Fishermen fight aggressive green crab

Researchers in P.E.I. study how to find a market for aggressive green crabs before they destroy more East Coast seafood

Fishermen on Canada's East Coast are worried that a tiny shellfish called the "cockroach of the sea" is jeopardizing their multimillion-dollar industries.

The green crab, which has no natural enemies, has been eating its way up the coast, feeding on clams, oysters, mussels and small fish.

The creatures originated in Europe. They settled in Maine, decimating the crab fishery. They've now invaded most of the shallow bays and estuaries of Nova Scotia and half of those of Prince Edward Island.

On the West Coast, the green crab has invaded waterways from San Francisco to Vancouver Island.

Permits to destroy the crabs

Last fall, the Department of Fisheries and Oceans agreed to issue permits allowing fishermen to legally catch and destroy the crabs.

Fishermen John Gotell, who works the Brudenell River in Prince Edward Island, says he's found the number of eels in his nets declining over the past few years, while the number of green crabs has increased significantly.

On a single day recently, he collected 40 eels and 300 green crabs.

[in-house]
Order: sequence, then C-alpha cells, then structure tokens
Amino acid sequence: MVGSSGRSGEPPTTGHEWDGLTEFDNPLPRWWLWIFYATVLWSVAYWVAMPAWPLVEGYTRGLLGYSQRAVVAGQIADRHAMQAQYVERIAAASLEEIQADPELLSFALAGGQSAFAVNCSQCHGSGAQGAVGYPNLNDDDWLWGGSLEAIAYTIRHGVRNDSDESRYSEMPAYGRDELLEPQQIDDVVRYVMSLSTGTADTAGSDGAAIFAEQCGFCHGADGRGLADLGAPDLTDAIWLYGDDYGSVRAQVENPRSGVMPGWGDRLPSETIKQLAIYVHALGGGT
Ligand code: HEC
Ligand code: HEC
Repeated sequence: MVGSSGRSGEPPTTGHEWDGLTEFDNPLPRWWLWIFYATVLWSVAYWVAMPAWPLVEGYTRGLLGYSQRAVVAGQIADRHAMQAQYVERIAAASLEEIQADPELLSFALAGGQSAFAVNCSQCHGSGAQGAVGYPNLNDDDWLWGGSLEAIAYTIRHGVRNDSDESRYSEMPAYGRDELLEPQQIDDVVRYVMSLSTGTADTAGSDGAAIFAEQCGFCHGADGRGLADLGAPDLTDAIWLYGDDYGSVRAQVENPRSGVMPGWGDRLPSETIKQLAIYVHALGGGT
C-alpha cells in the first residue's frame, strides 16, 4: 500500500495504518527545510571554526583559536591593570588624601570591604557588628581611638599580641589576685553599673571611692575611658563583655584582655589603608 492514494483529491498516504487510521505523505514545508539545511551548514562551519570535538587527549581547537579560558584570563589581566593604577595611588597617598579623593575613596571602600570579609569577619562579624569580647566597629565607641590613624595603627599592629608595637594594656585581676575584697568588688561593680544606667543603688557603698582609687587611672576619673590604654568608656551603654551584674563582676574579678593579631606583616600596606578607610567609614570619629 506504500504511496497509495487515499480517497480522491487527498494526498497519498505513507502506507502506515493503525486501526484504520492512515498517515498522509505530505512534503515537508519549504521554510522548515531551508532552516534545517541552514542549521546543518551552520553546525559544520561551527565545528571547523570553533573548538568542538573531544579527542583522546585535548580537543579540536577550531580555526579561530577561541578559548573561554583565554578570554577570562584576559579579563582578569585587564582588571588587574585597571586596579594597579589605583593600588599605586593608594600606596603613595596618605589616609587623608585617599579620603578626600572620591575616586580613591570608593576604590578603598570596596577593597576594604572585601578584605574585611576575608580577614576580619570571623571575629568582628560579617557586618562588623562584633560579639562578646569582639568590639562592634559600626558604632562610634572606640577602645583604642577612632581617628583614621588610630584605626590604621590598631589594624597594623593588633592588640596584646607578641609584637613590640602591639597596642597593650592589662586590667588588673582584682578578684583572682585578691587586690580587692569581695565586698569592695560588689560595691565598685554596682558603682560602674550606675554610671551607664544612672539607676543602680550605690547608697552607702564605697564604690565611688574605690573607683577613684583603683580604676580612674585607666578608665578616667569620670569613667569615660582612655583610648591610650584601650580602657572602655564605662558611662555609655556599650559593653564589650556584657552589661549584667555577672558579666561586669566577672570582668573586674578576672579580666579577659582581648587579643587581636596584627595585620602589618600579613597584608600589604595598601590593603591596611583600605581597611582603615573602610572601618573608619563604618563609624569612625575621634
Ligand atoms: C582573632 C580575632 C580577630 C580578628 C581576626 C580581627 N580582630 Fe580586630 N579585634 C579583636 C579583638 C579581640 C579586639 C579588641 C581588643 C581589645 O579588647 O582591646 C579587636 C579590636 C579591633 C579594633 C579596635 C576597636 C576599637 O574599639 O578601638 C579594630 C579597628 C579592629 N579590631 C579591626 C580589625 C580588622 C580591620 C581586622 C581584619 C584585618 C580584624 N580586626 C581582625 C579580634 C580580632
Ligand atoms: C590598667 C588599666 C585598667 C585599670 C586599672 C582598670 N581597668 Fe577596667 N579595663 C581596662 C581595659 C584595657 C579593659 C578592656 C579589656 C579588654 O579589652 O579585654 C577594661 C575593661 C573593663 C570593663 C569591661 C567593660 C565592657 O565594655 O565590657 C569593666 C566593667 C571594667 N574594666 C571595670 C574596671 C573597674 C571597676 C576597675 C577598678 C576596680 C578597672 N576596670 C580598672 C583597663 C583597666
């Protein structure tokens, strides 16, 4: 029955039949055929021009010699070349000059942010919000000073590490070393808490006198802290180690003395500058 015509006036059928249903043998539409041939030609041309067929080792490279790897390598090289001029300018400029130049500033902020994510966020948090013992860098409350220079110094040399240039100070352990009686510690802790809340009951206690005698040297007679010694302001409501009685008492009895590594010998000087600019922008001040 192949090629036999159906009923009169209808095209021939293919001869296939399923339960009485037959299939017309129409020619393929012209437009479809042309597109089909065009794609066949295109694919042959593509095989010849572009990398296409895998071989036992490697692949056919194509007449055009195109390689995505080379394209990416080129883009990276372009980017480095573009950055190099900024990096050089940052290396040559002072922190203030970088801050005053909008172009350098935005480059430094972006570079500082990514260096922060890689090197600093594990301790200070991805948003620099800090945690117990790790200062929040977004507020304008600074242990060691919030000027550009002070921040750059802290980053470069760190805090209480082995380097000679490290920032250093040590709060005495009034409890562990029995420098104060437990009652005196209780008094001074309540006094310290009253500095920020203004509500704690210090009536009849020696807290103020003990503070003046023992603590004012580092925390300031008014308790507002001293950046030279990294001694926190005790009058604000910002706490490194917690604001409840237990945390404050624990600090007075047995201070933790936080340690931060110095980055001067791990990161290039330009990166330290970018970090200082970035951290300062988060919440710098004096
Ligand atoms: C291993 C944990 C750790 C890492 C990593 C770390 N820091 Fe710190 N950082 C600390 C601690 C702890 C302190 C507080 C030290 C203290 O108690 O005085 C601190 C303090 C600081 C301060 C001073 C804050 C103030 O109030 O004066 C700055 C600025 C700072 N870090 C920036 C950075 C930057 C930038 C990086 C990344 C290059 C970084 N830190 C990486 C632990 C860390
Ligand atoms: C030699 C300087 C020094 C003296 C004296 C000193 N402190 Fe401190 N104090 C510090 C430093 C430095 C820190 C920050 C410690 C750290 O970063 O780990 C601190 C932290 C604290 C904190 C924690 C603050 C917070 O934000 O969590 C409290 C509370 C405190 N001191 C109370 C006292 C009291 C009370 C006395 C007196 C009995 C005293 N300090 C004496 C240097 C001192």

"Seems like there's no end to them," he says. "You just get as many one day as you do the next.

Gotell and 15 other fishermen have permits to destroy the crabs they disentangle from their nets, an effort supported by those who make their living from oysters, clams and mussels.

The hungry predators are known to eat 40 clams a day.

Crystal McDonald, head of the the P.E.I. Aquaculture Alliance, says the crabs are extremely aggressive and hardy.

Turning a pest into food

But while fishermen consider them a pest, researchers are looking at the possibility of a green crab food fishery.

In a sterile test kitchen of the P.E.I. Food Technology Centre in Charlottetown, researchers have been cooking up green crab bisque, a kind of seafood soup.

Up until now, everyone thought the green crab was too small to bother with. At just 10 millimetres across, there's more shell than meat. But researchers here have found a way to separate bone from meat efficiently.

Richard Ablett, who works at the centre, says researchers are satisfied they can get enough meat out of the shell to make a fishery worthwhile. "We're getting something like a 30 per cent meat yield, which is quite high relatively," he says.

Ablett says the crab meat could be used by restaurants for chowder, or be packaged as frozen nuggets or the crabs could be sold intact to markets in Europe.